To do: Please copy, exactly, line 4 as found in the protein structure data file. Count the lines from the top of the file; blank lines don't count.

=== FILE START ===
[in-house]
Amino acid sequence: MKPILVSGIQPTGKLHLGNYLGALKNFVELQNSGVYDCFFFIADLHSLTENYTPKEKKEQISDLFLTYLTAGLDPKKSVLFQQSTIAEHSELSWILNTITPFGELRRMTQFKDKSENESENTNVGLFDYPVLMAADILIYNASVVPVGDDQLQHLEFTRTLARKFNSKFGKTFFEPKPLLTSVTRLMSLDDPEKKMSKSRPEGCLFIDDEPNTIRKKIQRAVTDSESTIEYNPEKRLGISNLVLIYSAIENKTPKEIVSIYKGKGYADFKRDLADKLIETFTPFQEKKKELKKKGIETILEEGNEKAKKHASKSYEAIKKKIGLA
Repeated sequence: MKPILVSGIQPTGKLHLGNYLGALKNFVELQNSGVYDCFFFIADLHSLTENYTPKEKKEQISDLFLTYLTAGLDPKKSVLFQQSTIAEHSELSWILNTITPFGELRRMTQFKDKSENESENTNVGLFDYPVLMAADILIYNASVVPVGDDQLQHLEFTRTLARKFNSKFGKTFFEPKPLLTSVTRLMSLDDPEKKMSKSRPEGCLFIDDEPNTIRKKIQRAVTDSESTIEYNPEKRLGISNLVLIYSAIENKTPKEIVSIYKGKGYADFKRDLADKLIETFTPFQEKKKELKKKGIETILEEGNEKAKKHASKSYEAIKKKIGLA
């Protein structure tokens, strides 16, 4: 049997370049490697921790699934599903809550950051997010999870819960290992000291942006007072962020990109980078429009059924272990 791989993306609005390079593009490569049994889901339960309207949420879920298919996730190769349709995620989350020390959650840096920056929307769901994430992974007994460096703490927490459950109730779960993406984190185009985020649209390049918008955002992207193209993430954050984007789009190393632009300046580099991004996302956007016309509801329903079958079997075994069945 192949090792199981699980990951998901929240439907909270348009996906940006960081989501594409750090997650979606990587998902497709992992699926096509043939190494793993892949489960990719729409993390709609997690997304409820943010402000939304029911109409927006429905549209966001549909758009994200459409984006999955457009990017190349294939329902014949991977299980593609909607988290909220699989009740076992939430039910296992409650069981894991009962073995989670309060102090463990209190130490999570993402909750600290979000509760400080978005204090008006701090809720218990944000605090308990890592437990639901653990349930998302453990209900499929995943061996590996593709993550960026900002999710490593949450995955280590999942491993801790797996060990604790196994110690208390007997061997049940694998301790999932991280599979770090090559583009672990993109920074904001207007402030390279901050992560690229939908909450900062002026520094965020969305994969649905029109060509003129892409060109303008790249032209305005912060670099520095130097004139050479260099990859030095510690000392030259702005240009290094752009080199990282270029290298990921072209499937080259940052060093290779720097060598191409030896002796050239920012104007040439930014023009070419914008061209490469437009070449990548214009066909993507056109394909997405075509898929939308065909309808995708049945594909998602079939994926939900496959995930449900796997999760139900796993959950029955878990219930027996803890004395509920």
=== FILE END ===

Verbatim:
């Protein structure tokens, strides 16, 4: 049997370049490697921790699934599903809550950051997010999870819960290992000291942006007072962020990109980078429009059924272990 791989993306609005390079593009490569049994889901339960309207949420879920298919996730190769349709995620989350020390959650840096920056929307769901994430992974007994460096703490927490459950109730779960993406984190185009985020649209390049918008955002992207193209993430954050984007789009190393632009300046580099991004996302956007016309509801329903079958079997075994069945 192949090792199981699980990951998901929240439907909270348009996906940006960081989501594409750090997650979606990587998902497709992992699926096509043939190494793993892949489960990719729409993390709609997690997304409820943010402000939304029911109409927006429905549209966001549909758009994200459409984006999955457009990017190349294939329902014949991977299980593609909607988290909220699989009740076992939430039910296992409650069981894991009962073995989670309060102090463990209190130490999570993402909750600290979000509760400080978005204090008006701090809720218990944000605090308990890592437990639901653990349930998302453990209900499929995943061996590996593709993550960026900002999710490593949450995955280590999942491993801790797996060990604790196994110690208390007997061997049940694998301790999932991280599979770090090559583009672990993109920074904001207007402030390279901050992560690229939908909450900062002026520094965020969305994969649905029109060509003129892409060109303008790249032209305005912060670099520095130097004139050479260099990859030095510690000392030259702005240009290094752009080199990282270029290298990921072209499937080259940052060093290779720097060598191409030896002796050239920012104007040439930014023009070419914008061209490469437009070449990548214009066909993507056109394909997405075509898929939308065909309808995708049945594909998602079939994926939900496959995930449900796997999760139900796993959950029955878990219930027996803890004395509920």